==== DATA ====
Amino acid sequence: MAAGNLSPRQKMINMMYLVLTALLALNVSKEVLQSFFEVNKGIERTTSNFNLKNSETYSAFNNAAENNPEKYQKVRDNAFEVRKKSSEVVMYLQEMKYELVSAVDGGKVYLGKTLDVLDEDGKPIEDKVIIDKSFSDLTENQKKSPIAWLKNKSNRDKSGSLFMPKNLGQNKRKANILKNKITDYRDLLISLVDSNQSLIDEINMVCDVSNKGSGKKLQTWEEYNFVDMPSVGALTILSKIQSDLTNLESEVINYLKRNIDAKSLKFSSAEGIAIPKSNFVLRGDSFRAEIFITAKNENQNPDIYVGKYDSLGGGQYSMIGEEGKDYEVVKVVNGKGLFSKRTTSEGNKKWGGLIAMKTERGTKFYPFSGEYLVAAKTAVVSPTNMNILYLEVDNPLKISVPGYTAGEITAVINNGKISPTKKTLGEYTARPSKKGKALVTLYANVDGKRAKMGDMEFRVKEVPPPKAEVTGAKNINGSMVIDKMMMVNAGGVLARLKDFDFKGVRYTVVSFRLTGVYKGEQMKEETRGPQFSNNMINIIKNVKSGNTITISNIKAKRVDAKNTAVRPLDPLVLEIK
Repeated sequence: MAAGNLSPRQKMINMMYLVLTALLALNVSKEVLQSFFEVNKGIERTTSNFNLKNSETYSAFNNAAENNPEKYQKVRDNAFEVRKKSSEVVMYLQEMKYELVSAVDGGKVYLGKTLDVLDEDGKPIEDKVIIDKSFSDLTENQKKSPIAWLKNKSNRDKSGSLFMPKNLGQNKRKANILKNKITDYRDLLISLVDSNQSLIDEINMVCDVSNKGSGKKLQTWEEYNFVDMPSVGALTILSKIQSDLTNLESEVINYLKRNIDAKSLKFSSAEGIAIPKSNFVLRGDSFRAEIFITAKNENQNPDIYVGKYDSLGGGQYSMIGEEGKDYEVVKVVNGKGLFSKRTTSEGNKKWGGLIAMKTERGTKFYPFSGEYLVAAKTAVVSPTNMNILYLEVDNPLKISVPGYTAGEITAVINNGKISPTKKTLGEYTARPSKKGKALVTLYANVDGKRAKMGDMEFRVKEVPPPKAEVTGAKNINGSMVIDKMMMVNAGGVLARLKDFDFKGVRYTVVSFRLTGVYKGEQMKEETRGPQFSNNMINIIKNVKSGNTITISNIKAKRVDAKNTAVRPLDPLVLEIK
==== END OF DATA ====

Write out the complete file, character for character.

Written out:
Amino acid sequence: MAAGNLSPRQKMINMMYLVLTALLALNVSKEVLQSFFEVNKGIERTTSNFNLKNSETYSAFNNAAENNPEKYQKVRDNAFEVRKKSSEVVMYLQEMKYELVSAVDGGKVYLGKTLDVLDEDGKPIEDKVIIDKSFSDLTENQKKSPIAWLKNKSNRDKSGSLFMPKNLGQNKRKANILKNKITDYRDLLISLVDSNQSLIDEINMVCDVSNKGSGKKLQTWEEYNFVDMPSVGALTILSKIQSDLTNLESEVINYLKRNIDAKSLKFSSAEGIAIPKSNFVLRGDSFRAEIFITAKNENQNPDIYVGKYDSLGGGQYSMIGEEGKDYEVVKVVNGKGLFSKRTTSEGNKKWGGLIAMKTERGTKFYPFSGEYLVAAKTAVVSPTNMNILYLEVDNPLKISVPGYTAGEITAVINNGKISPTKKTLGEYTARPSKKGKALVTLYANVDGKRAKMGDMEFRVKEVPPPKAEVTGAKNINGSMVIDKMMMVNAGGVLARLKDFDFKGVRYTVVSFRLTGVYKGEQMKEETRGPQFSNNMINIIKNVKSGNTITISNIKAKRVDAKNTAVRPLDPLVLEIK
Repeated sequence: MAAGNLSPRQKMINMMYLVLTALLALNVSKEVLQSFFEVNKGIERTTSNFNLKNSETYSAFNNAAENNPEKYQKVRDNAFEVRKKSSEVVMYLQEMKYELVSAVDGGKVYLGKTLDVLDEDGKPIEDKVIIDKSFSDLTENQKKSPIAWLKNKSNRDKSGSLFMPKNLGQNKRKANILKNKITDYRDLLISLVDSNQSLIDEINMVCDVSNKGSGKKLQTWEEYNFVDMPSVGALTILSKIQSDLTNLESEVINYLKRNIDAKSLKFSSAEGIAIPKSNFVLRGDSFRAEIFITAKNENQNPDIYVGKYDSLGGGQYSMIGEEGKDYEVVKVVNGKGLFSKRTTSEGNKKWGGLIAMKTERGTKFYPFSGEYLVAAKTAVVSPTNMNILYLEVDNPLKISVPGYTAGEITAVINNGKISPTKKTLGEYTARPSKKGKALVTLYANVDGKRAKMGDMEFRVKEVPPPKAEVTGAKNINGSMVIDKMMMVNAGGVLARLKDFDFKGVRYTVVSFRLTGVYKGEQMKEETRGPQFSNNMINIIKNVKSGNTITISNIKAKRVDAKNTAVRPLDPLVLEIK